BRUSSELS (Reuters) - Hundreds of Afghan refugees have set up camp in a Brussels church, protesting against their imminent deportation to their home country, which they say is not safe.
Sitting in the heart of Brussels’ trendy Saint Catherine district, with renowned fish restaurants and designer fashion stores, nothing on the outside of Saint John the Baptist at the Beguinage hints at its temporary residents.
Inside, however, half of the church is filled with tents and makeshift beds. People sit on the floor to eat their lunch and children run around the 17th century baroque church’s nave.
The refugees say they fear they would be killed or be forced to join terrorist groups if they returned to Afghanistan.
“We are afraid to die, to go back to die or to join a group of Al-Qaeda that is against humanity,” said Samir Hamdard, the 29-year-old spokesman for the group.
Hamdard was born in Afghanistan, but moved to a refugee camp in Peshawar, Pakistan, at the age of six. He has lived in Belgium for 11 years and speaks fluent French, Dutch and English.
The priest of the Church of Saint John the Baptist at the Beguinage, Daniel Alliet, said he opened the doors to the refugees because he disagreed with Belgium’s current asylum policy.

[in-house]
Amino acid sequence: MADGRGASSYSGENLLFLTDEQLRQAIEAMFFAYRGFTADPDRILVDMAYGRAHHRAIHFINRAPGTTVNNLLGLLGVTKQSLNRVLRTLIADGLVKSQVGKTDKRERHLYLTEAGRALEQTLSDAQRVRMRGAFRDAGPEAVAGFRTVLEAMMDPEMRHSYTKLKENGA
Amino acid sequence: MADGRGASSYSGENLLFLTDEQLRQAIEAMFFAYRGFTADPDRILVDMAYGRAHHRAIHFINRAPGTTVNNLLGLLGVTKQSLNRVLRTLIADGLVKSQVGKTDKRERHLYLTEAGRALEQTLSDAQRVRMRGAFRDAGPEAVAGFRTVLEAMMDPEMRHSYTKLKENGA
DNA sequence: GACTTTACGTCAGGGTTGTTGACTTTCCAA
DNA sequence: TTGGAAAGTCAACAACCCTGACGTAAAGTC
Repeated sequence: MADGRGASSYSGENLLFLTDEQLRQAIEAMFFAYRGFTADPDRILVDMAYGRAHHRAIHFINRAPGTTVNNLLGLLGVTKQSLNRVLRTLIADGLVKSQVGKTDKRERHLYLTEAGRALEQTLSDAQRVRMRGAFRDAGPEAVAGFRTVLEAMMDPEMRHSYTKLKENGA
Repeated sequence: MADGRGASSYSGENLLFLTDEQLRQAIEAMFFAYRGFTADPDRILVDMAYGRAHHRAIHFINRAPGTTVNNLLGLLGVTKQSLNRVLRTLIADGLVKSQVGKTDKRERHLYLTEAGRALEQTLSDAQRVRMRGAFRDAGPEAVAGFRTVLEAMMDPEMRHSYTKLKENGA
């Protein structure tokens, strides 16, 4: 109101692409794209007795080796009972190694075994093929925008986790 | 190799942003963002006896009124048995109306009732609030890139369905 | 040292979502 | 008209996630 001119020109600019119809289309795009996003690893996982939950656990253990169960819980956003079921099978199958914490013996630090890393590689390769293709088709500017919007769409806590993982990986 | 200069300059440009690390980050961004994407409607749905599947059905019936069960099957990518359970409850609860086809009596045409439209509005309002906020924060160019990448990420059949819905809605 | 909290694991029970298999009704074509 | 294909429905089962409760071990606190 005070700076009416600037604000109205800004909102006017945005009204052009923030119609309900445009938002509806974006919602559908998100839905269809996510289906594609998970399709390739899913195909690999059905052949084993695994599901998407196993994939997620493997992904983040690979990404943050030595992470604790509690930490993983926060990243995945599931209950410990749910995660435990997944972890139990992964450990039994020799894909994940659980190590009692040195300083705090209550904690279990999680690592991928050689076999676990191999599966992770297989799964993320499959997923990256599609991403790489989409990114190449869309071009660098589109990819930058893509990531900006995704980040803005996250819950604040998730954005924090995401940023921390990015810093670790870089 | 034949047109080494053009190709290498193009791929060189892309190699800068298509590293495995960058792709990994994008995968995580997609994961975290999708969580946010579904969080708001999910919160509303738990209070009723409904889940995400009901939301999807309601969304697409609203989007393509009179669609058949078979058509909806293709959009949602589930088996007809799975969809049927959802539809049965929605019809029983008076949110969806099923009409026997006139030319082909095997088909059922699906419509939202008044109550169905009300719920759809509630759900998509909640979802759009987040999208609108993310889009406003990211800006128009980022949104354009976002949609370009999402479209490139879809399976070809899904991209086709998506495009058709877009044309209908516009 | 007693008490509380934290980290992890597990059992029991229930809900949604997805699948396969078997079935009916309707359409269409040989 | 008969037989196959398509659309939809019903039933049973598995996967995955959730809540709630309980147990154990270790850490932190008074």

“The main aim of the policy is no longer to focus on who needs help but on how to minimize the number of people coming in,” he said.
The number of asylum seekers in the European Union reached 330,000 in 2012, according to the European Union’s Statistics office Eurostat, with figures from the first 9 months of 2013 pointing to a further increase.
Before receiving shelter at the Beguinage Church, the Afghans occupied several empty buildings in Brussels from which they were evicted.
They staged several protests to draw attention to their cause and marched to the home towns of Belgium’s Prime Minister Elio Di Rupo and Immigration Minister Maggie De Block.
Reporting by Robert-Jan Bartunek Editing by Jeremy Gaunt